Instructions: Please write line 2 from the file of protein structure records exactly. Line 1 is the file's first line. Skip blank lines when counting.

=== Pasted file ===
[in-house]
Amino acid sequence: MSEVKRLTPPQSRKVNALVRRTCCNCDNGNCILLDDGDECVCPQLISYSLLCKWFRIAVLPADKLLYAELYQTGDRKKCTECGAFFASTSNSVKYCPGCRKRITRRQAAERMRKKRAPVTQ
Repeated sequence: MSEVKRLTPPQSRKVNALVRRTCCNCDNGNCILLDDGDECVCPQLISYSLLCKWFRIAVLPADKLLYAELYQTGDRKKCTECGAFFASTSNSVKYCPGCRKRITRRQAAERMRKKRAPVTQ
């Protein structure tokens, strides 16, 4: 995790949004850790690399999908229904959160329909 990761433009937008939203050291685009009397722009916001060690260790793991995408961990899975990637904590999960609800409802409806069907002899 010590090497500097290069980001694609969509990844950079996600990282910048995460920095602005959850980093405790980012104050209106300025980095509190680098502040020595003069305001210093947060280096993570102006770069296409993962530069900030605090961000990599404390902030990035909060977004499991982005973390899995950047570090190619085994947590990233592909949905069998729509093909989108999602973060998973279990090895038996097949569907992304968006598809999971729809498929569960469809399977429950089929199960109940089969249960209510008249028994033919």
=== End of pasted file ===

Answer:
Amino acid sequence: MSEVKRLTPPQSRKVNALVRRTCCNCDNGNCILLDDGDECVCPQLISYSLLCKWFRIAVLPADKLLYAELYQTGDRKKCTECGAFFASTSNSVKYCPGCRKRITRRQAAERMRKKRAPVTQ